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Journal Article

A chronological framework connecting the early Upper Palaeolithic across the Central Asian piedmont


Fitzsimmons,  Kathryn E.
Terrestrial Palaeoclimates, Max Planck Institute for Chemistry, Max Planck Society;

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Fitzsimmons, K. E., Iovita, R., Sprafke, T., Glantz, M., Talamo, S., Horton, K., et al. (2017). A chronological framework connecting the early Upper Palaeolithic across the Central Asian piedmont. Journal of Human Evolution, 113, 107-126. doi:10.1016/j.jhevol.2017.07.006.

Cite as: http://hdl.handle.net/11858/00-001M-0000-002E-34BB-6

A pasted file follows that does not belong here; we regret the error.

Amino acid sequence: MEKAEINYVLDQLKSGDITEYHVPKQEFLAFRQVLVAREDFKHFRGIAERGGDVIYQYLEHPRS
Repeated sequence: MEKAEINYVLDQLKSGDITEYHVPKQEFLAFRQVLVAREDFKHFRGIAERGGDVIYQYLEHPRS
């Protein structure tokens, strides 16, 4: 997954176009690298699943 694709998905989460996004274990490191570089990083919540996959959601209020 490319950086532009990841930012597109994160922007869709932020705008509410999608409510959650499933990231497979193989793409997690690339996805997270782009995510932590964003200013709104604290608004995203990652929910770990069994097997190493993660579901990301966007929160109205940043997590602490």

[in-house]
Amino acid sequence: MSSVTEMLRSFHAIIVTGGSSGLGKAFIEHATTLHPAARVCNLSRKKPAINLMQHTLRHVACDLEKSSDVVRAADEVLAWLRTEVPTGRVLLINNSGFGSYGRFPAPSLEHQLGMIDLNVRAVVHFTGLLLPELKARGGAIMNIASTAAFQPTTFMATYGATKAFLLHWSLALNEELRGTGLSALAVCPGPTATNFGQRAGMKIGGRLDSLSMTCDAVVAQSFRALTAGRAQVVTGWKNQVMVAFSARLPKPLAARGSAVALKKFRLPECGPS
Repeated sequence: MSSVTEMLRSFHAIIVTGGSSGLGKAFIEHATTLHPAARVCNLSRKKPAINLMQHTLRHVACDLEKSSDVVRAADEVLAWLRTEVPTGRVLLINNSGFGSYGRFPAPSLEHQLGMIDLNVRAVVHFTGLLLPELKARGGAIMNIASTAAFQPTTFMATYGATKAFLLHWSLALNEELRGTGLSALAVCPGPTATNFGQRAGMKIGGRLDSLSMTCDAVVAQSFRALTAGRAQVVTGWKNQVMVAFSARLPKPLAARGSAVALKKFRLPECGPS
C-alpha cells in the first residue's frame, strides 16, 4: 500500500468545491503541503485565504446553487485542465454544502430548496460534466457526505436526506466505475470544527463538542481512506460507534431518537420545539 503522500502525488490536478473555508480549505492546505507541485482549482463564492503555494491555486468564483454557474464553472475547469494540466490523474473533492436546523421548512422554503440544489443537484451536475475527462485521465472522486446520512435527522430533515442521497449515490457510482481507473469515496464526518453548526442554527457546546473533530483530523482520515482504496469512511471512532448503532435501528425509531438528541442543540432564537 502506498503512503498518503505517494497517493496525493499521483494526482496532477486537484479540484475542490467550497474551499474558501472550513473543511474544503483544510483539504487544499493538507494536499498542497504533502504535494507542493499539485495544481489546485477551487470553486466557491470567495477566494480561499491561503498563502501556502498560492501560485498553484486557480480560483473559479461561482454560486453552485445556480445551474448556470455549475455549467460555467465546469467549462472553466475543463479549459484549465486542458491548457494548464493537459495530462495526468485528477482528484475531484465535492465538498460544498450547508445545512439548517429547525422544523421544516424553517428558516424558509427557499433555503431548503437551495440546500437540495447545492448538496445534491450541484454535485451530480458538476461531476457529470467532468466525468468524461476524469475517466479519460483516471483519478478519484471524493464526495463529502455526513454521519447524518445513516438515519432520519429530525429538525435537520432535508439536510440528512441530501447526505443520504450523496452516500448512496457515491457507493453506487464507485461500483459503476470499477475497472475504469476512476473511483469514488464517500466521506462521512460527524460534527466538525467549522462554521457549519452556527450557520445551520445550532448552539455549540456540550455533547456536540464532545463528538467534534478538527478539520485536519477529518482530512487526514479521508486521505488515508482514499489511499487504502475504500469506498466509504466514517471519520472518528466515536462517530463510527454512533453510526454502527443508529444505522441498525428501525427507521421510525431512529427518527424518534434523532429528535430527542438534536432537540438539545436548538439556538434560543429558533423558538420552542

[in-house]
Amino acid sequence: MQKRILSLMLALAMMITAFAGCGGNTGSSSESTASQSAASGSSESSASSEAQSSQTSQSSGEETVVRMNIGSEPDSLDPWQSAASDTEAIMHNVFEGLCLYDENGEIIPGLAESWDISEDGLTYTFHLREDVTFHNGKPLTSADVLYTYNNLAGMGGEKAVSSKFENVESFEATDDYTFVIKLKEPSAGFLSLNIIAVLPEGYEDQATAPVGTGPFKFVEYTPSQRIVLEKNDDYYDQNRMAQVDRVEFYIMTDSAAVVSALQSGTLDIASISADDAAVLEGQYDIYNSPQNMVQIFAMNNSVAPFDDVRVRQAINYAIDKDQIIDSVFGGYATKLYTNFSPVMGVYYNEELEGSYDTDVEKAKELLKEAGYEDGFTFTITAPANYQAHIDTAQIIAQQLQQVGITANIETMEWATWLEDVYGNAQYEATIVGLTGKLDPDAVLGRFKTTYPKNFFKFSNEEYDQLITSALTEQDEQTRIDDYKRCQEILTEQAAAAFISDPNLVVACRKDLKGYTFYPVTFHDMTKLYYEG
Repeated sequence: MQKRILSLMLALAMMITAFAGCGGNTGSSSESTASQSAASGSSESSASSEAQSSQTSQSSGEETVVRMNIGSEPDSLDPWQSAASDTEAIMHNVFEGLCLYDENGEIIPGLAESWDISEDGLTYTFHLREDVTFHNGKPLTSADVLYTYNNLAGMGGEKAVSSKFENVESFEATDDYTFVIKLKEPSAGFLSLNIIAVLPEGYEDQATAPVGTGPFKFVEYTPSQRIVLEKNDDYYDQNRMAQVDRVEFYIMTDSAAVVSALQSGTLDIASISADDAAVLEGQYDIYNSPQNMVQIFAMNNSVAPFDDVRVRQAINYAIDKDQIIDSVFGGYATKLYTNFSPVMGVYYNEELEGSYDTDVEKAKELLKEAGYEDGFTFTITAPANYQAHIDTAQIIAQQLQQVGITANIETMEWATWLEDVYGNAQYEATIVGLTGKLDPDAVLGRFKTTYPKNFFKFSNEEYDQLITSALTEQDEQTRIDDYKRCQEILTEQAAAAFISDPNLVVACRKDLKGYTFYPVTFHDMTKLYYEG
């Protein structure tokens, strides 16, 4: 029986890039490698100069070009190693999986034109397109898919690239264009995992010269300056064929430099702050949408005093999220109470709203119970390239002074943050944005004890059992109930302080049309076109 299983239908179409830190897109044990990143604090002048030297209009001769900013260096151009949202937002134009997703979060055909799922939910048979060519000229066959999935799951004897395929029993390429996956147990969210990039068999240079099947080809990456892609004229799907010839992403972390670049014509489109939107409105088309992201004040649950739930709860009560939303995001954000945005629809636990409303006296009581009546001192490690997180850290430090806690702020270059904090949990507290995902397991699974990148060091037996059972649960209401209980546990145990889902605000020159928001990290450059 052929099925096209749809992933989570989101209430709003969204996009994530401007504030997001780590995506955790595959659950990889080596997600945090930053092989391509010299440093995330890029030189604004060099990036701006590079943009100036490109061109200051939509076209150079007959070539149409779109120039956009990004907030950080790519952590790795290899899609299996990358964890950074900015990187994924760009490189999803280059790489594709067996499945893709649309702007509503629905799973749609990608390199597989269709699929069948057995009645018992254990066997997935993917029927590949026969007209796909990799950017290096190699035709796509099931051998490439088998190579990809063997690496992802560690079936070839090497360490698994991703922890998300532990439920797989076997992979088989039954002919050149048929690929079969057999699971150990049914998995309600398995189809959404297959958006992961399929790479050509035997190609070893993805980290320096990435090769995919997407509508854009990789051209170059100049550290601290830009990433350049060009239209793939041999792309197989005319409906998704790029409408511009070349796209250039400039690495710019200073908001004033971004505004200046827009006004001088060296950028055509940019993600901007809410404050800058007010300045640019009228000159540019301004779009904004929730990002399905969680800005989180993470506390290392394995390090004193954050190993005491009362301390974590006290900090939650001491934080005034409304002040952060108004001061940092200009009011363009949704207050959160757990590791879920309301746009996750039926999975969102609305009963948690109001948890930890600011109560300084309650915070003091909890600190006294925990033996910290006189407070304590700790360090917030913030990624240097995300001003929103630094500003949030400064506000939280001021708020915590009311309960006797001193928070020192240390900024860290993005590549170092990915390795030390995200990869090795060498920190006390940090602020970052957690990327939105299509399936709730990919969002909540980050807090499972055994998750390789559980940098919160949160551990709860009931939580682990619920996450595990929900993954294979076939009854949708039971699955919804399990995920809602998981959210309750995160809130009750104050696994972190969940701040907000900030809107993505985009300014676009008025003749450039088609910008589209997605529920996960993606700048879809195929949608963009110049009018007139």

Central Asia has delivered significant paleoanthropological discoveries in the past few years. New genetic data indicate that at least two archaic human species met and interbred with anatomically modern humans as they arrived into northern Central Asia. However, data are limited: known archaeological sites with lithic assemblages generally lack human fossils, and consequently identifying the archaeological signatures of different human groups, and the timing of their occupation, remains elusive. Reliable chronologic data from sites in the region, crucial to our understanding of the timing and duration of interactions between different human species, are rare. Here we present chronologies for two open air Middle to Upper Palaeolithic (UP) sequences from the Tien Shan piedmont in southeast Kazakhstan, Maibulak and Valikhanova, which bridge southern and northern Central Asia. The chronologies, based on both quartz optically stimulated luminescence (OSL) and polymineral post-infrared infrared luminescence (pIR-IRSL) protocols, demonstrate that technological developments at the two sites differ substantially over the ∼47–19 ka time span. Some of the innovations typically associated with the earliest UP in the Altai or other parts of northeast Asia are also present in the Tien Shan piedmont. We caution against making assumptions about the directionality of spread of these technologies until a larger, better defined database of transitional sites in the region is available. Connections between the timing of occupation of regions, living area setting and paleoenvironmental conditions, while providing hypotheses worth exploring, remain inconclusive. We cautiously suggest a trend towards increasing occupation of open air sites across the Central Asian piedmont after ∼40 ka, corresponding to more humid climatic conditions which nevertheless included pulses of dust deposition. Human occupation persisted into the Last Glacial Maximum, despite cooler, and possibly drier, conditions. Our results thus provide additional data to substantiate arguments for occupation of Central Asia.